10 Fun Facts About Dwight D Eisenhower

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10 Fun Facts About Dwight D Eisenhower

A man who was affectionately known to the American public as “General Ike,” Dwight D. Eisenhower was the 34th President of the United States. He was one of 7 sons that were born to his parents, who were very religious. They were initially Mennonites, but would later go on to join the Jehovah’s Witnesses. Eisenhower was born in 1890 and would always say that he was deeply religious, but also point out that he didn’t belong to any specific organizations or sects.

1. It Wasn’t an Arm

When Eisenhower was a kid, he managed to injure his leg just like most other kids injure themselves over the course of a year. This injury wasn’t like most other injuries, however, and an infection soon set in. The infection became so bad that his doctors were thinking about an amputation so that the infection wouldn’t keep spreading. He was able to eventually heal up, but the time away from school because of the injury would cause him to repeat his Freshman year of high school.

2. A Hall of Fame Connection

Eisenhower enrolled in West Point after high school because he was above the age requirements to get into the Naval Academy. He played baseball and football while there and it wound up being one of his biggest regrets in life. While playing in a football game, he wound up breaking his leg while trying to make a tackle. The broken leg never fully healed properly for him. The man that he tried to tackle? Eventual Hall of Famer Jim Thorpe.

3. He’s Not a Crook

Eisenhower had two sons with his wife, but their first son died in 1921 because of scarlet fever. In an interesting twist of fate, John would go on to marry Richard Nixon’s daughter, who was serving as General Ike’s Vice President. They would go on to give Nixon and Eisenhower four grandchildren. One of his grandson’s was named David and is actually the namesake of the Presidential retreat Camp David.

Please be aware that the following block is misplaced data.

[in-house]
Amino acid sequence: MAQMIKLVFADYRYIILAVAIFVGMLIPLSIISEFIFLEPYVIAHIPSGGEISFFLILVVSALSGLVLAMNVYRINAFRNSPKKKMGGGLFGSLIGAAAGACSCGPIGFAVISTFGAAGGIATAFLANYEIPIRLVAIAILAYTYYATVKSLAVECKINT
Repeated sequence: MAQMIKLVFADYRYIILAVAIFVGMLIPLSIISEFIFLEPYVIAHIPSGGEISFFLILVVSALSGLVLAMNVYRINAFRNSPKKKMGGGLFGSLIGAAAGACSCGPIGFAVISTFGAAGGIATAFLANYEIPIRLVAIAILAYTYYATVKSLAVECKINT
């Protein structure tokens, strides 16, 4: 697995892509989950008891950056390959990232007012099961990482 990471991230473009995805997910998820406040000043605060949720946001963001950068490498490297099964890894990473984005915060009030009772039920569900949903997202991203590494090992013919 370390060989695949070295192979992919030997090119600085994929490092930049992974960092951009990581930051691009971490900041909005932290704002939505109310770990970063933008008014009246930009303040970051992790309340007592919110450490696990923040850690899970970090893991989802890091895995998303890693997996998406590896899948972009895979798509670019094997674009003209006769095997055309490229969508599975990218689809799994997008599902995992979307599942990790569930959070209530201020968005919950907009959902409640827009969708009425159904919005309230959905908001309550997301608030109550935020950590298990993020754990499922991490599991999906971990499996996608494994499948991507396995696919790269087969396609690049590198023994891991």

4. Just a Handful

When his parents decided to become Jehovah’s Witnesses, it meant that his family would become strict pacifists. That’s rather ironic considering that Eisenhower is one of only 5 men in the history of the United States to be given a 5th star as a general. He was elevated to this rank and given the title of Supreme Commander because of his role in directing the Allied attack on the Axis powers during World War II. Eisenhower personally oversaw the famous D-Day invasion of Europe in 1944.

5. I Like Ike

Both political parties wanted Eisenhower to run for President for them in 1948, but he turned them both down cold to stay in the military. At the same time, he also became president of Columbia University. When the 1952 election cycle rolled around, he decided to join the Republican party and won the election in a landslide. He faced the same opponent in 1956, Adlai Stevenson, and demolished him again. He’s the last President to serve who was born in the 19th century and was the only retired general of the 20th century to serve in office as POTUS.